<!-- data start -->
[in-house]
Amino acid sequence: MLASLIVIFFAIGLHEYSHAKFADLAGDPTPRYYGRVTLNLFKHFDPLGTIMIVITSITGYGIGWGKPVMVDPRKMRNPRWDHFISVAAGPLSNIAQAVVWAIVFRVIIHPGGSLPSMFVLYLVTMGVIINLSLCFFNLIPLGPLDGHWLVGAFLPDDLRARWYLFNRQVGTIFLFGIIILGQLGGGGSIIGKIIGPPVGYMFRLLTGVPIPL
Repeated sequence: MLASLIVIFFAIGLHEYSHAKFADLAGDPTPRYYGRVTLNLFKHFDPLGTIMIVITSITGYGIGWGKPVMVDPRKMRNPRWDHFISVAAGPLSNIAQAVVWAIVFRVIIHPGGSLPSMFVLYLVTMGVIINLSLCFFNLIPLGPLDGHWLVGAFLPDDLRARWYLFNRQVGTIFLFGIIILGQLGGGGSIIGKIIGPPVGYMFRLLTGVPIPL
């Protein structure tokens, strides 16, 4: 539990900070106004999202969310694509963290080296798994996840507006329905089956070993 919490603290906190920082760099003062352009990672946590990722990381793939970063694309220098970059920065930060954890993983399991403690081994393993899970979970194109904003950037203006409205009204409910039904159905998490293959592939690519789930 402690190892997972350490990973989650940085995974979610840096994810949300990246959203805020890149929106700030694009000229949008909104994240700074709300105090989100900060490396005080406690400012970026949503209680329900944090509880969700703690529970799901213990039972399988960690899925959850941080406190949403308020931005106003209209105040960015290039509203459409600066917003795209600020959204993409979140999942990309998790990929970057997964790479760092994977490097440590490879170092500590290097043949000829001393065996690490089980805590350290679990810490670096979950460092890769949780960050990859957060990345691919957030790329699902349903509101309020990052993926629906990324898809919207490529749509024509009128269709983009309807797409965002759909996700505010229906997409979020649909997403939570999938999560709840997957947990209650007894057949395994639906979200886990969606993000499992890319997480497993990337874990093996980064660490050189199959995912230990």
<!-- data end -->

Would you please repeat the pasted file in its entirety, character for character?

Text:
[in-house]
Amino acid sequence: MLASLIVIFFAIGLHEYSHAKFADLAGDPTPRYYGRVTLNLFKHFDPLGTIMIVITSITGYGIGWGKPVMVDPRKMRNPRWDHFISVAAGPLSNIAQAVVWAIVFRVIIHPGGSLPSMFVLYLVTMGVIINLSLCFFNLIPLGPLDGHWLVGAFLPDDLRARWYLFNRQVGTIFLFGIIILGQLGGGGSIIGKIIGPPVGYMFRLLTGVPIPL
Repeated sequence: MLASLIVIFFAIGLHEYSHAKFADLAGDPTPRYYGRVTLNLFKHFDPLGTIMIVITSITGYGIGWGKPVMVDPRKMRNPRWDHFISVAAGPLSNIAQAVVWAIVFRVIIHPGGSLPSMFVLYLVTMGVIINLSLCFFNLIPLGPLDGHWLVGAFLPDDLRARWYLFNRQVGTIFLFGIIILGQLGGGGSIIGKIIGPPVGYMFRLLTGVPIPL
């Protein structure tokens, strides 16, 4: 539990900070106004999202969310694509963290080296798994996840507006329905089956070993 919490603290906190920082760099003062352009990672946590990722990381793939970063694309220098970059920065930060954890993983399991403690081994393993899970979970194109904003950037203006409205009204409910039904159905998490293959592939690519789930 402690190892997972350490990973989650940085995974979610840096994810949300990246959203805020890149929106700030694009000229949008909104994240700074709300105090989100900060490396005080406690400012970026949503209680329900944090509880969700703690529970799901213990039972399988960690899925959850941080406190949403308020931005106003209209105040960015290039509203459409600066917003795209600020959204993409979140999942990309998790990929970057997964790479760092994977490097440590490879170092500590290097043949000829001393065996690490089980805590350290679990810490670096979950460092890769949780960050990859957060990345691919957030790329699902349903509101309020990052993926629906990324898809919207490529749509024509009128269709983009309807797409965002759909996700505010229906997409979020649909997403939570999938999560709840997957947990209650007894057949395994639906979200886990969606993000499992890319997480497993990337874990093996980064660490050189199959995912230990």